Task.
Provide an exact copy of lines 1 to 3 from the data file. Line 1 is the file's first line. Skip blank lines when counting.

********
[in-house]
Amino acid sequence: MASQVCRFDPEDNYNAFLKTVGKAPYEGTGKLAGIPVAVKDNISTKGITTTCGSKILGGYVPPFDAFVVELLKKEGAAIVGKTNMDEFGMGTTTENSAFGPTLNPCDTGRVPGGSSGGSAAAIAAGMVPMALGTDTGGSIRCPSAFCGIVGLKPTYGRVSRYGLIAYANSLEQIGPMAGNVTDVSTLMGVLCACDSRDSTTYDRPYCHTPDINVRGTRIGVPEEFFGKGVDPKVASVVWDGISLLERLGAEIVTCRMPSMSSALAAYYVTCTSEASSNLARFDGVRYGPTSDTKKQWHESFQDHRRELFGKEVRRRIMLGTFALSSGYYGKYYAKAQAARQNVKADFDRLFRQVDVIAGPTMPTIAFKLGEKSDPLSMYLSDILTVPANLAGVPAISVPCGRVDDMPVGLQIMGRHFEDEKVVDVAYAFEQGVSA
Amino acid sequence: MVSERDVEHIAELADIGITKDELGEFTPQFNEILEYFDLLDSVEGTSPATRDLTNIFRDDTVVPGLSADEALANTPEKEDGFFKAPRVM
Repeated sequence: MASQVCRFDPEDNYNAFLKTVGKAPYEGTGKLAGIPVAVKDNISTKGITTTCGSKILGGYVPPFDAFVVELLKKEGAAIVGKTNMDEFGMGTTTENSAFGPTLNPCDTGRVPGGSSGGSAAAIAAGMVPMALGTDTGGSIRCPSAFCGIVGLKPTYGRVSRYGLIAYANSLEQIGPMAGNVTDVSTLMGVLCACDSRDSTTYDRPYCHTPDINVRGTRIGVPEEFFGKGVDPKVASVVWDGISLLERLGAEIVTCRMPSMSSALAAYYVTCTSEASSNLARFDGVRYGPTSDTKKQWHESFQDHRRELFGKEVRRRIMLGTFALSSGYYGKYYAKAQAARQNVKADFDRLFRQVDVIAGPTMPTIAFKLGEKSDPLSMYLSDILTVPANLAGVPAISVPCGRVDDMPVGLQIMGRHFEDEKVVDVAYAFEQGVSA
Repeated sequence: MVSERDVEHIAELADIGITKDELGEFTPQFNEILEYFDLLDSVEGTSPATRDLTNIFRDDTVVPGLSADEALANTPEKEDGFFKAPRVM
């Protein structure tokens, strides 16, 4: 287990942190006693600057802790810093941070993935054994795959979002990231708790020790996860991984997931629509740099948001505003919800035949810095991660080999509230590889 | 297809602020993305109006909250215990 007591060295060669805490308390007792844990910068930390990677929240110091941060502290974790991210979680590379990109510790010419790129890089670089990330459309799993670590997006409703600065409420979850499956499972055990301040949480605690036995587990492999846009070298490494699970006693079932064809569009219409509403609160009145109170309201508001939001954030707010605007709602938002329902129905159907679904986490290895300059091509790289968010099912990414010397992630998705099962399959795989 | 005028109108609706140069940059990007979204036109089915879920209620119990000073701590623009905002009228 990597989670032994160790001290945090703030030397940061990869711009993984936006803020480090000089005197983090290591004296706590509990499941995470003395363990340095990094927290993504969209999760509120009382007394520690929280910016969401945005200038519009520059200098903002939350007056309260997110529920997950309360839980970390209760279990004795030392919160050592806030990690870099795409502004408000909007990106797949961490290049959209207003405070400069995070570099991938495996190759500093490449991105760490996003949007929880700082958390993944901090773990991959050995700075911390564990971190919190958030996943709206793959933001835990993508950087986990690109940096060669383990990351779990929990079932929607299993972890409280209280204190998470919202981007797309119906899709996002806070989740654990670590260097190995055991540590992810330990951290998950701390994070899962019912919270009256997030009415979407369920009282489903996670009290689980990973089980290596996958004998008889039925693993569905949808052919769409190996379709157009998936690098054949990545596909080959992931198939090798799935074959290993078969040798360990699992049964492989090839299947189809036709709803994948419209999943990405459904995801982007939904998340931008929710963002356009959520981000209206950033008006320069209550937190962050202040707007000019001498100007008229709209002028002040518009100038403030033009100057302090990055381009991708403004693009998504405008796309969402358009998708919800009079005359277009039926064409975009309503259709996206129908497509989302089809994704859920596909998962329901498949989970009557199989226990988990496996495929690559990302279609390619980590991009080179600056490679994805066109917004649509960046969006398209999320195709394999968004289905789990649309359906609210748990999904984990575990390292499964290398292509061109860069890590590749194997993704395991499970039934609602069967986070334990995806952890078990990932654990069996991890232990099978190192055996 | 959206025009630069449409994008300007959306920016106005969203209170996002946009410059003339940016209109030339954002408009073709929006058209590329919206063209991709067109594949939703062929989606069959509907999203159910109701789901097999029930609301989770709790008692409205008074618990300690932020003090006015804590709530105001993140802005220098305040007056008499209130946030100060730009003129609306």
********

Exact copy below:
[in-house]
Amino acid sequence: MASQVCRFDPEDNYNAFLKTVGKAPYEGTGKLAGIPVAVKDNISTKGITTTCGSKILGGYVPPFDAFVVELLKKEGAAIVGKTNMDEFGMGTTTENSAFGPTLNPCDTGRVPGGSSGGSAAAIAAGMVPMALGTDTGGSIRCPSAFCGIVGLKPTYGRVSRYGLIAYANSLEQIGPMAGNVTDVSTLMGVLCACDSRDSTTYDRPYCHTPDINVRGTRIGVPEEFFGKGVDPKVASVVWDGISLLERLGAEIVTCRMPSMSSALAAYYVTCTSEASSNLARFDGVRYGPTSDTKKQWHESFQDHRRELFGKEVRRRIMLGTFALSSGYYGKYYAKAQAARQNVKADFDRLFRQVDVIAGPTMPTIAFKLGEKSDPLSMYLSDILTVPANLAGVPAISVPCGRVDDMPVGLQIMGRHFEDEKVVDVAYAFEQGVSA
Amino acid sequence: MVSERDVEHIAELADIGITKDELGEFTPQFNEILEYFDLLDSVEGTSPATRDLTNIFRDDTVVPGLSADEALANTPEKEDGFFKAPRVM